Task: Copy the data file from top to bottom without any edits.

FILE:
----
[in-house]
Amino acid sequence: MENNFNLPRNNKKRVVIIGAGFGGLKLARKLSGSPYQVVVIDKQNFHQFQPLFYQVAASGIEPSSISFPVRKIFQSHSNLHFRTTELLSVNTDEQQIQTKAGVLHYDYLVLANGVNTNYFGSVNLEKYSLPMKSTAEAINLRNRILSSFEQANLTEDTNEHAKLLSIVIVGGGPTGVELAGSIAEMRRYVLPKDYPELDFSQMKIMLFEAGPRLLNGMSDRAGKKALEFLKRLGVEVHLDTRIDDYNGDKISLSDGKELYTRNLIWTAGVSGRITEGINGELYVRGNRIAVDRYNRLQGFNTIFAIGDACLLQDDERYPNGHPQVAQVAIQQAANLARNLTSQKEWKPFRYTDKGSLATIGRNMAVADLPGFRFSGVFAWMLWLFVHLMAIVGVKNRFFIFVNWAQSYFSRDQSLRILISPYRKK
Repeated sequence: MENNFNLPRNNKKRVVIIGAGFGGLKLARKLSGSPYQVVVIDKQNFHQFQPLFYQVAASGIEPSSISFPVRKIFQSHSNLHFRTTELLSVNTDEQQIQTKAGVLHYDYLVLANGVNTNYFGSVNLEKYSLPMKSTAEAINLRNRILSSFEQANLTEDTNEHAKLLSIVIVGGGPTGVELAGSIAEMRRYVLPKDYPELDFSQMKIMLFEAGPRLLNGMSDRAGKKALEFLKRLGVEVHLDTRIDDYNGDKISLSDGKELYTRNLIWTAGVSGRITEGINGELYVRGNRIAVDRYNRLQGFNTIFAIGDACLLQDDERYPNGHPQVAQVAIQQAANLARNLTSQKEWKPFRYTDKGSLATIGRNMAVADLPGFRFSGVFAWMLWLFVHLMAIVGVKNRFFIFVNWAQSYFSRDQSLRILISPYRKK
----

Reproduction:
[in-house]
Amino acid sequence: MENNFNLPRNNKKRVVIIGAGFGGLKLARKLSGSPYQVVVIDKQNFHQFQPLFYQVAASGIEPSSISFPVRKIFQSHSNLHFRTTELLSVNTDEQQIQTKAGVLHYDYLVLANGVNTNYFGSVNLEKYSLPMKSTAEAINLRNRILSSFEQANLTEDTNEHAKLLSIVIVGGGPTGVELAGSIAEMRRYVLPKDYPELDFSQMKIMLFEAGPRLLNGMSDRAGKKALEFLKRLGVEVHLDTRIDDYNGDKISLSDGKELYTRNLIWTAGVSGRITEGINGELYVRGNRIAVDRYNRLQGFNTIFAIGDACLLQDDERYPNGHPQVAQVAIQQAANLARNLTSQKEWKPFRYTDKGSLATIGRNMAVADLPGFRFSGVFAWMLWLFVHLMAIVGVKNRFFIFVNWAQSYFSRDQSLRILISPYRKK
Repeated sequence: MENNFNLPRNNKKRVVIIGAGFGGLKLARKLSGSPYQVVVIDKQNFHQFQPLFYQVAASGIEPSSISFPVRKIFQSHSNLHFRTTELLSVNTDEQQIQTKAGVLHYDYLVLANGVNTNYFGSVNLEKYSLPMKSTAEAINLRNRILSSFEQANLTEDTNEHAKLLSIVIVGGGPTGVELAGSIAEMRRYVLPKDYPELDFSQMKIMLFEAGPRLLNGMSDRAGKKALEFLKRLGVEVHLDTRIDDYNGDKISLSDGKELYTRNLIWTAGVSGRITEGINGELYVRGNRIAVDRYNRLQGFNTIFAIGDACLLQDDERYPNGHPQVAQVAIQQAANLARNLTSQKEWKPFRYTDKGSLATIGRNMAVADLPGFRFSGVFAWMLWLFVHLMAIVGVKNRFFIFVNWAQSYFSRDQSLRILISPYRKK